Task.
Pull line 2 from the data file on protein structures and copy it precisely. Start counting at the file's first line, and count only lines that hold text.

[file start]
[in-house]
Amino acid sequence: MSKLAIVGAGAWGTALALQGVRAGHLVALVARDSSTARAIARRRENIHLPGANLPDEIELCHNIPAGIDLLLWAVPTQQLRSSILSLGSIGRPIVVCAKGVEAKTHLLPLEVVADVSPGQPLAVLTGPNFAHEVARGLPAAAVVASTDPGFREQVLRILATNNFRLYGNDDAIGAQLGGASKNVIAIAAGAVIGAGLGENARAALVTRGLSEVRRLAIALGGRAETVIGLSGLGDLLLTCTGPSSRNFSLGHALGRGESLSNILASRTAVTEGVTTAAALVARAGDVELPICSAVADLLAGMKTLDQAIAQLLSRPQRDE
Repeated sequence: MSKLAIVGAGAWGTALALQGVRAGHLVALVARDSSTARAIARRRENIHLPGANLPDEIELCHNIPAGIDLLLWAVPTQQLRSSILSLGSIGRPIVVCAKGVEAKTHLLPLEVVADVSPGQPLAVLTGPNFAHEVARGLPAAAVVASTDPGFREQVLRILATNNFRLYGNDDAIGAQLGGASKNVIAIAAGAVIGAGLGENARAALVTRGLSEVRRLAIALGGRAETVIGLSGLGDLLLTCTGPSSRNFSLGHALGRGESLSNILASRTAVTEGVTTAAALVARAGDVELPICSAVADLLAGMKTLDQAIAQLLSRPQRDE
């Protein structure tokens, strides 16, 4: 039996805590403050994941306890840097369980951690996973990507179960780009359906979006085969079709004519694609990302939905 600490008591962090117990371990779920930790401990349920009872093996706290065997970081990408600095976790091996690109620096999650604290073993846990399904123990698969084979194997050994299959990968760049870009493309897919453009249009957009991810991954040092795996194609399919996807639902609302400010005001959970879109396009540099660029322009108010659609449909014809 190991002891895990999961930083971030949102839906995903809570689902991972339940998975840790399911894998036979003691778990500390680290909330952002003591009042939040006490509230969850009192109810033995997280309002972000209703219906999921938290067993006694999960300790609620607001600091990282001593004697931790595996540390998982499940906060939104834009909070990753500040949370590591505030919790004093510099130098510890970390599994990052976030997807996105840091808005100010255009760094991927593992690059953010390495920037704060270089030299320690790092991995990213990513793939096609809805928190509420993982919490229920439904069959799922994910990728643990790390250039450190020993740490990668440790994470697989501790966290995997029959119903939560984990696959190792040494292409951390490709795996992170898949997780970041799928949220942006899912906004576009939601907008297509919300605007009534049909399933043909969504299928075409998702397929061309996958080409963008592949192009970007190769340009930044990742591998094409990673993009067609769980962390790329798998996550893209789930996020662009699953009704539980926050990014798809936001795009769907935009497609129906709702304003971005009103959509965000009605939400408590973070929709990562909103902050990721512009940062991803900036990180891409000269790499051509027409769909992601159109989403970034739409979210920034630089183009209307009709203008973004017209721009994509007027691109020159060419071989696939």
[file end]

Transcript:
Amino acid sequence: MSKLAIVGAGAWGTALALQGVRAGHLVALVARDSSTARAIARRRENIHLPGANLPDEIELCHNIPAGIDLLLWAVPTQQLRSSILSLGSIGRPIVVCAKGVEAKTHLLPLEVVADVSPGQPLAVLTGPNFAHEVARGLPAAAVVASTDPGFREQVLRILATNNFRLYGNDDAIGAQLGGASKNVIAIAAGAVIGAGLGENARAALVTRGLSEVRRLAIALGGRAETVIGLSGLGDLLLTCTGPSSRNFSLGHALGRGESLSNILASRTAVTEGVTTAAALVARAGDVELPICSAVADLLAGMKTLDQAIAQLLSRPQRDE